The rest of the report can be found here. In it he calls for investigations into the alleged crimes against humanity.  [interview at 1.00]

“I think you really have to look at the underlying military reality of the power structure [in Myanmar] and start to deal with that in a real way.” – Bob Rae, 21st Premier on Ontario, Special Envoy to Myanmar

Immigration Policy in Western Liberal Democracies

For much of the nineteenth and twentieth centuries, many western liberal democracies relied on discriminatory criteria to determine the suitability of immigrants. People of a certain race, ethnicity or culture were barred from immigrating into these countries or becoming citizens. However, this approach has significantly changed in the twenty first century. Restrictions based on racial and ethnic categories were no longer acceptable and exclusions aimed at preserving national homogeneity are subject to scrutiny and contestation. Countries, such as Canada and US, experienced a profound demographic reorientation due to the admitting groups of people they had previously. As a result, many western liberal democracies became more inclusive and adopted multiculturalism as part of their national identity.

Nonetheless, in recent years, these same western liberal democracies, such as the Netherlands, Denmark, and Austria, have retracted from their multicultural policies. This retraction was in large part motivated by the perceived economic costs of accepting immigrants as well as the fear that the traditional identities and values within these countries would be under threat. There is also the belief that immigrants have failed to successfully integrate into their host country; as a result, multiculturalism is merely a mirage. Overall, the anti-immigration sentiment has grown stronger since the 2000s where studies have shown a general decrease in support for multiculturalism. In some countries, such as Australia, the state has openly disavowed against multiculturalism while some other countries, such as the Netherlands, have adopted a more aggressive way of integrating immigrants through methods of civic integration.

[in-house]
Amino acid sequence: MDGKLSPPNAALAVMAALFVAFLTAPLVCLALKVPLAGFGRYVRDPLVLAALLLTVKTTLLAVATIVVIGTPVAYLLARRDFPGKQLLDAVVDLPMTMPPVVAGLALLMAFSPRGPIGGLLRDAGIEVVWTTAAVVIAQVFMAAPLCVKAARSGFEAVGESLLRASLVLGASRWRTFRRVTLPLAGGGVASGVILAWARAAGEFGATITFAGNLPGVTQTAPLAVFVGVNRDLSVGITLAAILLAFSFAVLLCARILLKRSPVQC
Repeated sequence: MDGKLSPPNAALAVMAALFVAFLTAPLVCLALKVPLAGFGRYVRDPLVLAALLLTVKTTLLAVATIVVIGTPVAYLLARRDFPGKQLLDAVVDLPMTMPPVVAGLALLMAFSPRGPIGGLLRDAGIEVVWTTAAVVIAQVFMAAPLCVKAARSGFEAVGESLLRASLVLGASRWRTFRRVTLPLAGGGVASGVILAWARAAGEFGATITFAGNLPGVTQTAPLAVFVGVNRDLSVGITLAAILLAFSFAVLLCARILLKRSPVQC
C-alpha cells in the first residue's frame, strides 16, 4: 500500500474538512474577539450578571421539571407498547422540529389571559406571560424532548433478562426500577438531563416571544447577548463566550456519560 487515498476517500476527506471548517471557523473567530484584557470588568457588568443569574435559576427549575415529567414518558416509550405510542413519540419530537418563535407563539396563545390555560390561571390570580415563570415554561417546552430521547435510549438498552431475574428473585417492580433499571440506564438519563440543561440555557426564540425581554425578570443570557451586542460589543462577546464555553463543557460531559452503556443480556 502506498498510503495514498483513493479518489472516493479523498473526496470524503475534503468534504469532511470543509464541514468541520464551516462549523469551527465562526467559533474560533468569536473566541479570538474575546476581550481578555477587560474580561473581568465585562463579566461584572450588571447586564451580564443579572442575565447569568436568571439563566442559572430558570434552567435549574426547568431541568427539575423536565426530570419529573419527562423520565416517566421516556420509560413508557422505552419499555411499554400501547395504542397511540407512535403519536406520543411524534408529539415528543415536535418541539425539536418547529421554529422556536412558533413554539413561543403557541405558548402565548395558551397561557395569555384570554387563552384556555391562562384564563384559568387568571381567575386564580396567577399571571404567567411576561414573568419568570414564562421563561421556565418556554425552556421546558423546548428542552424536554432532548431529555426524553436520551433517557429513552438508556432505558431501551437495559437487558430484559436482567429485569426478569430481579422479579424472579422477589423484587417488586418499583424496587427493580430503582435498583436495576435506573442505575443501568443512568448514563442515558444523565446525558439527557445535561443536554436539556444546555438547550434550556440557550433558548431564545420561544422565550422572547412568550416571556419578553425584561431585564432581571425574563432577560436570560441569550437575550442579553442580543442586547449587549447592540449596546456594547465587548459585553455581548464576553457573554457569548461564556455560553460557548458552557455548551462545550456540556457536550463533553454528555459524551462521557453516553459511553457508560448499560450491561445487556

“Successful immigration relies on a whole collection of successful public policies” – Professor Phil Triadafilopoulos, U of T Associate Professor of Political Science

Phil Triadafilopoulos is Associate Professor of Political Science at the University of Toronto. He is also Associate Director of the School of Public Policy and Governance. His research focuses on immigration and citizenship policy across Europe and North America. [interview at 25.30]

Credits

Kayla Ishkanian, Host
Jonah Kotzer, Senior Producer, Content Editor, Reporter
Julia Chan,
Senior Producer, Content Editor
Tony Yin, BTH Reporter
Amanda Lane, Technical Producer
Ian T. D. Thomson, Executive Producer

Music Credits
Not Dead 
by Fine Times
Alligator 
by Tegan and Sara
Fallin’ for you 
by Eva Avila